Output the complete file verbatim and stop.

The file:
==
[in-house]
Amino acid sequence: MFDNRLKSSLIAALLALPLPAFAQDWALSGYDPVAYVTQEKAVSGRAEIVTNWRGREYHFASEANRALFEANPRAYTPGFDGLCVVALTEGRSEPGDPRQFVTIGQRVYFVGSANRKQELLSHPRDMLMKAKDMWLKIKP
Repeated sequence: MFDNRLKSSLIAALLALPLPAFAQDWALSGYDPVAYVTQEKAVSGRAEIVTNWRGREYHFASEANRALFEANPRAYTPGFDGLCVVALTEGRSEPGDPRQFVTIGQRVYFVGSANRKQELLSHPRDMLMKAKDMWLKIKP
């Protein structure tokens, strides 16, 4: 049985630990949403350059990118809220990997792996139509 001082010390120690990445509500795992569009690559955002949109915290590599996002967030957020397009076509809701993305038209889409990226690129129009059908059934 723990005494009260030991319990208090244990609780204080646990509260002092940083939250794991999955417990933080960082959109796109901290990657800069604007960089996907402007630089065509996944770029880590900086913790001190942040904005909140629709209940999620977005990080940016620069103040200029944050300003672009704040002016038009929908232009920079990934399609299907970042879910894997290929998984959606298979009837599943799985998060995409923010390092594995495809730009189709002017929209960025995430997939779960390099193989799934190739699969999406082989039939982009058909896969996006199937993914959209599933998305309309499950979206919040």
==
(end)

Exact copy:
[in-house]
Amino acid sequence: MFDNRLKSSLIAALLALPLPAFAQDWALSGYDPVAYVTQEKAVSGRAEIVTNWRGREYHFASEANRALFEANPRAYTPGFDGLCVVALTEGRSEPGDPRQFVTIGQRVYFVGSANRKQELLSHPRDMLMKAKDMWLKIKP
Repeated sequence: MFDNRLKSSLIAALLALPLPAFAQDWALSGYDPVAYVTQEKAVSGRAEIVTNWRGREYHFASEANRALFEANPRAYTPGFDGLCVVALTEGRSEPGDPRQFVTIGQRVYFVGSANRKQELLSHPRDMLMKAKDMWLKIKP
């Protein structure tokens, strides 16, 4: 049985630990949403350059990118809220990997792996139509 001082010390120690990445509500795992569009690559955002949109915290590599996002967030957020397009076509809701993305038209889409990226690129129009059908059934 723990005494009260030991319990208090244990609780204080646990509260002092940083939250794991999955417990933080960082959109796109901290990657800069604007960089996907402007630089065509996944770029880590900086913790001190942040904005909140629709209940999620977005990080940016620069103040200029944050300003672009704040002016038009929908232009920079990934399609299907970042879910894997290929998984959606298979009837599943799985998060995409923010390092594995495809730009189709002017929209960025995430997939779960390099193989799934190739699969999406082989039939982009058909896969996006199937993914959209599933998305309309499950979206919040």